Denying you a visit right now might not make sense to you. But a mourner risks the chance of wildly accepting offers - just to feed the deprived senses. I know myself well - the hinges, the eyes and ears need time to adjust to a world beyond medicine, hospitals, sympathy and remorse. Most of the world is outside those boundaries and this guy needs to look before he does anything, let alone leap on offers of help or support.

After 9 days, when everyone had left I felt abandoned - there was comfort in company - but it didn't take me long to realize that their needs and my needs are different. Her friends and family were already used to long absences and long periods of silence - while my experiences are just beginning. They could go 6 months or a year without a note and not worry - I could hardly leave the home or community without worry - so it is time now to retrain my worry buttons and build my confidence in life without Ellen. There have been a couple of subtle hints from would-be rescuers and I've managed to escape them.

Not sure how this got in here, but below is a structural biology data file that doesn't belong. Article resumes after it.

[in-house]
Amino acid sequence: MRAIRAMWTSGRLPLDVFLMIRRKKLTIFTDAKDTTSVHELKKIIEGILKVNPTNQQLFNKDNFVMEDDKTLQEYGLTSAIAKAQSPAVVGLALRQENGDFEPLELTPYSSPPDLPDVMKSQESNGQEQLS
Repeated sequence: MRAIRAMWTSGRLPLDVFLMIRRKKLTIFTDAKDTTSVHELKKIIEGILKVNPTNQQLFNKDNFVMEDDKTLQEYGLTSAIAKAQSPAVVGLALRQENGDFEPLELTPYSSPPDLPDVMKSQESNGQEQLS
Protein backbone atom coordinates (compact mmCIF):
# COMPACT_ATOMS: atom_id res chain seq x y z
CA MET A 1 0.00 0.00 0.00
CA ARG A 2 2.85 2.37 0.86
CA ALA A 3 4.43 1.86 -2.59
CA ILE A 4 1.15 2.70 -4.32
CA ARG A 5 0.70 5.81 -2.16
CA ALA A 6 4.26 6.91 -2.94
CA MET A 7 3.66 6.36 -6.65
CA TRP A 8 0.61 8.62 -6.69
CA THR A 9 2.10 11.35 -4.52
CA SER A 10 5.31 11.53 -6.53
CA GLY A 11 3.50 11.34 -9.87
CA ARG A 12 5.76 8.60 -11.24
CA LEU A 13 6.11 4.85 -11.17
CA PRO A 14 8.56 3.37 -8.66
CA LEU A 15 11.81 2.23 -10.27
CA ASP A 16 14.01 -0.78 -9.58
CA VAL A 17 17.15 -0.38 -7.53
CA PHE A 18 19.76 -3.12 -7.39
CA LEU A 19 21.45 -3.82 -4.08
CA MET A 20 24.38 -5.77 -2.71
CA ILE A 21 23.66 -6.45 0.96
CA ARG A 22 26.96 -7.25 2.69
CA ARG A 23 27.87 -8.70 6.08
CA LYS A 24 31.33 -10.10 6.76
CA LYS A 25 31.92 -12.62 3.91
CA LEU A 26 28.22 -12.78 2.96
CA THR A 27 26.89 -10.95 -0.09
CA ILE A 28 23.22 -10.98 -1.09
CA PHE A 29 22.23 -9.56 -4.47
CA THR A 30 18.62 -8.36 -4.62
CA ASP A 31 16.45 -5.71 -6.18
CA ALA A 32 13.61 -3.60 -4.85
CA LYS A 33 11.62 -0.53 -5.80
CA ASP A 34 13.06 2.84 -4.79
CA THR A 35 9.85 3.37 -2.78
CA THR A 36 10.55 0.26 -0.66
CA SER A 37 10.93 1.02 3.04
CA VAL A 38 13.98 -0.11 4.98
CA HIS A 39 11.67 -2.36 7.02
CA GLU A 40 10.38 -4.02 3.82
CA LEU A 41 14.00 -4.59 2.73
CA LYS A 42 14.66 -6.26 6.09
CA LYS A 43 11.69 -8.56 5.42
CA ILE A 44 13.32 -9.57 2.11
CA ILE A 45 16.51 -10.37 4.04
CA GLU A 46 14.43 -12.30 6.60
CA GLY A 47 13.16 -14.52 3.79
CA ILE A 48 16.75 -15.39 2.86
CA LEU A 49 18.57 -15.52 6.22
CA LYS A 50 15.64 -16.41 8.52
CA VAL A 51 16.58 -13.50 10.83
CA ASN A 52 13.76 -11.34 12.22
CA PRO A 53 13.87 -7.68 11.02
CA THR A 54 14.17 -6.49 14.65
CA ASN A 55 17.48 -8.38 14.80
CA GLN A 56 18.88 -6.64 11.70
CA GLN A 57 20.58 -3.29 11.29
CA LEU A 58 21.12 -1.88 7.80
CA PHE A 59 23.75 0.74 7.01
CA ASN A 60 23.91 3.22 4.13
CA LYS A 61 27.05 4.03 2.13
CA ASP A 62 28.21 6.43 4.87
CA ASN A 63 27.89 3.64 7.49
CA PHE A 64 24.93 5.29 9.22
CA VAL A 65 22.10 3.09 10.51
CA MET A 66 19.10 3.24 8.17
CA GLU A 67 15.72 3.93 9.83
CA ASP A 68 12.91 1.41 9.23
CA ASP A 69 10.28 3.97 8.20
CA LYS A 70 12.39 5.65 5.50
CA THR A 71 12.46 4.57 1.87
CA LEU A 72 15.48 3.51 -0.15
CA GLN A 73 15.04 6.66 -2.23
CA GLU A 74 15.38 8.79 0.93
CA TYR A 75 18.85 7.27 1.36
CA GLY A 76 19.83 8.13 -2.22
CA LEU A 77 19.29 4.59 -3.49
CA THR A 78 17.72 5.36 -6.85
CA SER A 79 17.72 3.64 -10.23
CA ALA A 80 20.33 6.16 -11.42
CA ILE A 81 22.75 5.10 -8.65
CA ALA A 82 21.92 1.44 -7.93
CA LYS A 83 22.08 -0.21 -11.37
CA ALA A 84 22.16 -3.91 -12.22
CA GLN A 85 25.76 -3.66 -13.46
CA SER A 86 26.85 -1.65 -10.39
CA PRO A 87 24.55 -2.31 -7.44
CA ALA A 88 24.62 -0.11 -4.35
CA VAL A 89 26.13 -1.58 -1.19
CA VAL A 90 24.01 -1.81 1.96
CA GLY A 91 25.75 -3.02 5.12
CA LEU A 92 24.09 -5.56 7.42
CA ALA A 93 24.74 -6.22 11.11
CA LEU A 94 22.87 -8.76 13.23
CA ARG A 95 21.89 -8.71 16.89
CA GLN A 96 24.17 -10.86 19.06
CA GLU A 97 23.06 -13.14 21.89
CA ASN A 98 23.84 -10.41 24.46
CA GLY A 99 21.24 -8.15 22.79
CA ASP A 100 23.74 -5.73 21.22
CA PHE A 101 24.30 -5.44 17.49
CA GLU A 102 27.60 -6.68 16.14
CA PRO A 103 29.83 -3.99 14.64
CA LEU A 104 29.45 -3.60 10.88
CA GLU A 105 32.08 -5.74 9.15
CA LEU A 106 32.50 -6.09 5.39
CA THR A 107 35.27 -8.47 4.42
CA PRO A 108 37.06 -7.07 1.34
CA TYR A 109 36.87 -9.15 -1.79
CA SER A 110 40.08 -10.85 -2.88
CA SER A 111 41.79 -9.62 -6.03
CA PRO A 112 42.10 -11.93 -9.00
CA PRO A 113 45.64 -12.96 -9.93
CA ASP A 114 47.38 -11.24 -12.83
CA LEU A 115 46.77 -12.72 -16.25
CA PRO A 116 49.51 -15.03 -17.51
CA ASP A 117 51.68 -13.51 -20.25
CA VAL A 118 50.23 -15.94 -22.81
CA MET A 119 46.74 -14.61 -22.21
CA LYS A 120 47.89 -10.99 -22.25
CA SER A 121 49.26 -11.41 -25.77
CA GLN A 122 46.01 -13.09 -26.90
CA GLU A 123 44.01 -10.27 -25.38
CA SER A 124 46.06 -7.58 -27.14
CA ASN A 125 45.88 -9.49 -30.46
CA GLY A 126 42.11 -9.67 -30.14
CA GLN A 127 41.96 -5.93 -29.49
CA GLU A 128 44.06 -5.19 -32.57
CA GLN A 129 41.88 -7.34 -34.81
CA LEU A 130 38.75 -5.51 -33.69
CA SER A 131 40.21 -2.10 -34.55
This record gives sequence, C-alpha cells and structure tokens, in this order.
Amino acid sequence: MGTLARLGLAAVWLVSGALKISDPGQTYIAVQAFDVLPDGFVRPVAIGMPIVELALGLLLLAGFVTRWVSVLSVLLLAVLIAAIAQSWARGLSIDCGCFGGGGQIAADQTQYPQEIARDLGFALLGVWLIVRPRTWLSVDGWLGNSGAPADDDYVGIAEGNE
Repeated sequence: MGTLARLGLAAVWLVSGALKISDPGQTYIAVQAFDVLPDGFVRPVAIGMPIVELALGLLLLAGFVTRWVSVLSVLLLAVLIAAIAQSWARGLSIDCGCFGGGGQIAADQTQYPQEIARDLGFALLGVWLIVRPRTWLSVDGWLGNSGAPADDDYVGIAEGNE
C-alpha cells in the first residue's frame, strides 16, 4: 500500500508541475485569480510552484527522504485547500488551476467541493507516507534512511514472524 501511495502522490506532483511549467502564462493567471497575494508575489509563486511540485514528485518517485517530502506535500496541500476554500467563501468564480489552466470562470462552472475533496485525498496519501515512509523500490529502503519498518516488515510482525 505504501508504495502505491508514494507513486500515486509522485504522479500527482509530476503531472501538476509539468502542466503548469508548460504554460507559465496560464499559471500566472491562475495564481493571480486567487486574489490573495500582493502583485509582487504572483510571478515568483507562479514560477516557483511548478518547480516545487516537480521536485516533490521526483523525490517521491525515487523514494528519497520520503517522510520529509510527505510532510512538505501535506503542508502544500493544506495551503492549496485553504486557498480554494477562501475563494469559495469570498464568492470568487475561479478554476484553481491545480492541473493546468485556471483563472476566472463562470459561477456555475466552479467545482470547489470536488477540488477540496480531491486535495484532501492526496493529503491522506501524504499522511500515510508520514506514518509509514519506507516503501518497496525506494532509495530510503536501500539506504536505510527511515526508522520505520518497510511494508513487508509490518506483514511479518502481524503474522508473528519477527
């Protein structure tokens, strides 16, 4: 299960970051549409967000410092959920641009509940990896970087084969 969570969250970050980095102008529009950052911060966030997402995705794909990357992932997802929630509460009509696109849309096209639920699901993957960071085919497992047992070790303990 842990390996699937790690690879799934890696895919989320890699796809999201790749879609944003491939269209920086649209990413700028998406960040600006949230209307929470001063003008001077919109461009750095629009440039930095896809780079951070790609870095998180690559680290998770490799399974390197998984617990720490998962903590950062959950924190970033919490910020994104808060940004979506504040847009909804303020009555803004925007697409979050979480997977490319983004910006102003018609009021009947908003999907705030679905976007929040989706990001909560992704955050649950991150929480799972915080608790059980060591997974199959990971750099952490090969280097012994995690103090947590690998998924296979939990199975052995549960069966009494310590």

Already folks wonder if I am going to travel or move out. I simply need space, time, and a few months to find out who I am - and it will start from a base rooted in what I call home. We never traveled after we burned out on traveling - and that was a choice - and so I won't become an instant traveler either. We loved this home and that hasn't changed. I am still blessed with 5 horses, pets and all that goes with this home and while it can be a burden, it does keep me active and give me something to do.

You are still my Tudy - and I'd love to see you - so get well and stay well. When the time is right maybe we can split a plane ticket and enjoy a couple of summer days. Maybe by then I'll be out of my fear of caregiving - while it was the honor of my life - it was more than I can take or provide right now, and I'd be terrified be close to anyone who might need attention - my well is close to being dried out....

One idea - Mark Orton was talking about a family reunion here in the fall. I don't know what will come of it - but that is something to look forward to. Maybe we carve out a day or two before the festivities begin and spend sometime with each other and then the reunion could truly be fun.

Love you dearly - enjoy your life and wallow in it! Take care of yourself and above all, be gentle with yourself.